On a personal note (this is a blog page after all), I find this type of work particularly interesting, its very rarely these days we get a genuine opportunity to make general rustic implements and utility items, obviously the Blacksmiths in the past would consider this work as humdrum and tedious, but a Forging Smith its real time-travel to our Blacksmithing past.
In the past we have made itms on various archaeological and historical series, a few of Ridley Scott’s film’s including the most recent Robin Hood, ITV’s Sharp series, currently we’re making set items for the film of ‘Les Miserables’ and we have just started the Disney film version of ‘Sleeping Beauty’.
The Deepcut village sign was commissioned in 2002 by Surrey Heath Borough Council. The design concept was inspired in conversation by the Deepcut Lock Keeper at that time, Peter Munt. The design jumped into my mind as soon as he mentioned that he was always sorry to have to cut back beautiful wild roses each year so that the Lock gates could be operated safely by the canal users.
The sign is unusual for us because it surmounts a tubular mild steel post, we normally prefer to use tapered Oak Posts that we specially commission from a local Saw Mill.
Hot forged from solid sections of Mild Steel, then Hot Zinc Sprayed to catholically protect the metal, you can see we have coloured this sign extensively. The paint was sealed with a lacquer like sealer so the finish was a uniformly weather resistant. We often colour village signs in this way.
Football railing was a Public Art project we were asked to design and make in 2011 by Guildford Borough Council. The brief was very specific, it had to be capable of withstanding considerable impact by cyclists using a path adjacent to a dual carriageway, it had to be curved and tall. The curvature and height was to be non concentric and variable. To ‘boot’ we had to include subtle reference in our design to Guildford’s long gone Football Ground which used to flank the site on the proposed railing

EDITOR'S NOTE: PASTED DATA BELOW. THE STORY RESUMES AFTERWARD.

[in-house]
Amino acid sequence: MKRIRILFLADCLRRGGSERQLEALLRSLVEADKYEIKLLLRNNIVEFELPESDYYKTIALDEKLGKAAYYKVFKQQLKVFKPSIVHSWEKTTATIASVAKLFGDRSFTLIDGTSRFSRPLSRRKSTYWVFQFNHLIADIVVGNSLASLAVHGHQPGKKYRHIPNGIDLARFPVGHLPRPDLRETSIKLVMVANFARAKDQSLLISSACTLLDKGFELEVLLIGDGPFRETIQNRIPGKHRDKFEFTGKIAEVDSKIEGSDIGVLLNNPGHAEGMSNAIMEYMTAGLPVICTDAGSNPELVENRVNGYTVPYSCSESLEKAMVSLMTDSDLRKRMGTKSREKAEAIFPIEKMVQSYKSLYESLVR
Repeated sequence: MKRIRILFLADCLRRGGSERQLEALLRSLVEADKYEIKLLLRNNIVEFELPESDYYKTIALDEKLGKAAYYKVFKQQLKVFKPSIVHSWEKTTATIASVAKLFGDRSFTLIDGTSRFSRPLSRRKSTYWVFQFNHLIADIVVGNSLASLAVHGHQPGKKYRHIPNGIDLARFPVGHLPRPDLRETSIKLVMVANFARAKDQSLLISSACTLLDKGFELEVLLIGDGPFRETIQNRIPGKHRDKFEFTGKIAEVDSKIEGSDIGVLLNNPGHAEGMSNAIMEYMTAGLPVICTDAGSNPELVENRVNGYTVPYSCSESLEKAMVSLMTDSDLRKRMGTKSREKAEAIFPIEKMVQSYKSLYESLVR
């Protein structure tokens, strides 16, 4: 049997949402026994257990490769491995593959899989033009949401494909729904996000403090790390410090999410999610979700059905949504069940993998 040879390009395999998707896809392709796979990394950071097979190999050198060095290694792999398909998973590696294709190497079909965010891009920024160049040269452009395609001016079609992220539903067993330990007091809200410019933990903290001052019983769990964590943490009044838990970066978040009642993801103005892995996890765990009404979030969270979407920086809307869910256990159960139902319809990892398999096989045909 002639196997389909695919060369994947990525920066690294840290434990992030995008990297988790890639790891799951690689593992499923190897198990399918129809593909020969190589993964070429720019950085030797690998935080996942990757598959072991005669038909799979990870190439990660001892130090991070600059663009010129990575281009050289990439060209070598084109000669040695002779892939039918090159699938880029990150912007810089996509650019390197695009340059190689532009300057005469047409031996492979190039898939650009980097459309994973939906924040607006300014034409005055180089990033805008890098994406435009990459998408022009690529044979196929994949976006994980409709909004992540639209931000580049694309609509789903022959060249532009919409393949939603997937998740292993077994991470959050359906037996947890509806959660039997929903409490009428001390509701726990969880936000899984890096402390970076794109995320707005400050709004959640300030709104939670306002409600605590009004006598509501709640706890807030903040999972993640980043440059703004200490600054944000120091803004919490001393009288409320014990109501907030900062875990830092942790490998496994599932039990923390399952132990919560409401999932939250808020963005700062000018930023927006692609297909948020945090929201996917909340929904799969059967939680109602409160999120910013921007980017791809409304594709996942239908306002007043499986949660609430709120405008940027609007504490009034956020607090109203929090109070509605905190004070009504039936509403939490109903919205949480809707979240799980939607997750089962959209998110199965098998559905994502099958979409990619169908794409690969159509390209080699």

It was designed to be a very flexible railing system that offered all of the above. The design had all the elements that we thought necessary, all we had to do was to furnish it with football elements such as hot forged football like ball finials, football net like ropes hanging from the drooping top rails (like the old style football nets) and shaping some random bars so they looked like a ball had been kicked through the bars causing a permanent reminder of the impact!
The Art is made from hot forged Mild Steel with a phosphated zinc finish.We like to use this finish on Public Art as it is neutral and maintenance free as well as incredibly tough.
This one half of a pair of gates we designed and made last year (2011) and are worth a revisit. The gates are made from very large, solid sections of mild steel and are fully hammer textured. There is extensive hot riveting throughout the construction. Unfortunately the picture shows how difficult it is sometimes to photograph ironwork satisfactorily.
Media collage of the gates in Hampshire.
So much to say about this project and I promised there would be a specific article, but it never materialised; its on my to do list now so something will happen shortly! Keep checking the Instagram, Facebook and Twitter feeds for more info on this one and others. There are widgets at the side of the article to save you logging on if you just want to see what’s going on today.
Swainshill Gates, Hampshire, photo taken by Chris Potts, Sienna Earth
These are Luytens reproduction handles we were asked to replicate by MD Joinery, Guildford. We make a lot of bespoke reproduction ironmongery. We specialise in Arts & Crafts styles in particular. Luytens, Henry Woodyer, Norman Shaw are some of the most common designers we are asked to copy.
Please excuse the cup I’ve used it an impromptu scale…. it is clean!
‘Reeds & Seeds’ is a sculpture I designed and forged in Guildford for the Travis Group. Its approximately 1.8 tonne, 4 meters tall, 3 metres wide and 1.5 metres front to back. . Les Hammond and I installed it in 20 minutes with the aid of his very large crane!